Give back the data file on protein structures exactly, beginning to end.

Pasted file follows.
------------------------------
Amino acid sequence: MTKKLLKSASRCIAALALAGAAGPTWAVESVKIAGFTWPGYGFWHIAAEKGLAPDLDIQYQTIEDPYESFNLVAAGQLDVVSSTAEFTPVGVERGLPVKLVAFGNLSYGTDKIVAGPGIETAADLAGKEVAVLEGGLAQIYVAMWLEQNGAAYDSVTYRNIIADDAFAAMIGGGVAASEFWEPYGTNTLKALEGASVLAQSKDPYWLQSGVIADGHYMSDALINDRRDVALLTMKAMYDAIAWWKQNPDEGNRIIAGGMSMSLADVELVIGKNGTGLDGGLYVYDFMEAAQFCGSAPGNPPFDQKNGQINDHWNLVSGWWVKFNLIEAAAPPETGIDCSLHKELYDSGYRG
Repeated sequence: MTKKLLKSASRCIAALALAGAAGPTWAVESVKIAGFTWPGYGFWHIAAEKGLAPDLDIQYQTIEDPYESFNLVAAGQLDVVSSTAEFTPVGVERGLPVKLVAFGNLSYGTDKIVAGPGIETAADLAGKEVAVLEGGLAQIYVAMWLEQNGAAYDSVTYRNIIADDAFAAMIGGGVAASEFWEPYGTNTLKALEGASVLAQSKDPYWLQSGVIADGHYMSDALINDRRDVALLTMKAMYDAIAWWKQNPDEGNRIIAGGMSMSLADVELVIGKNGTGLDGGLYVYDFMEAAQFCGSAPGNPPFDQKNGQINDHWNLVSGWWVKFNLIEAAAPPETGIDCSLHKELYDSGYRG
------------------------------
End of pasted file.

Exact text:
Amino acid sequence: MTKKLLKSASRCIAALALAGAAGPTWAVESVKIAGFTWPGYGFWHIAAEKGLAPDLDIQYQTIEDPYESFNLVAAGQLDVVSSTAEFTPVGVERGLPVKLVAFGNLSYGTDKIVAGPGIETAADLAGKEVAVLEGGLAQIYVAMWLEQNGAAYDSVTYRNIIADDAFAAMIGGGVAASEFWEPYGTNTLKALEGASVLAQSKDPYWLQSGVIADGHYMSDALINDRRDVALLTMKAMYDAIAWWKQNPDEGNRIIAGGMSMSLADVELVIGKNGTGLDGGLYVYDFMEAAQFCGSAPGNPPFDQKNGQINDHWNLVSGWWVKFNLIEAAAPPETGIDCSLHKELYDSGYRG
Repeated sequence: MTKKLLKSASRCIAALALAGAAGPTWAVESVKIAGFTWPGYGFWHIAAEKGLAPDLDIQYQTIEDPYESFNLVAAGQLDVVSSTAEFTPVGVERGLPVKLVAFGNLSYGTDKIVAGPGIETAADLAGKEVAVLEGGLAQIYVAMWLEQNGAAYDSVTYRNIIADDAFAAMIGGGVAASEFWEPYGTNTLKALEGASVLAQSKDPYWLQSGVIADGHYMSDALINDRRDVALLTMKAMYDAIAWWKQNPDEGNRIIAGGMSMSLADVELVIGKNGTGLDGGLYVYDFMEAAQFCGSAPGNPPFDQKNGQINDHWNLVSGWWVKFNLIEAAAPPETGIDCSLHKELYDSGYRG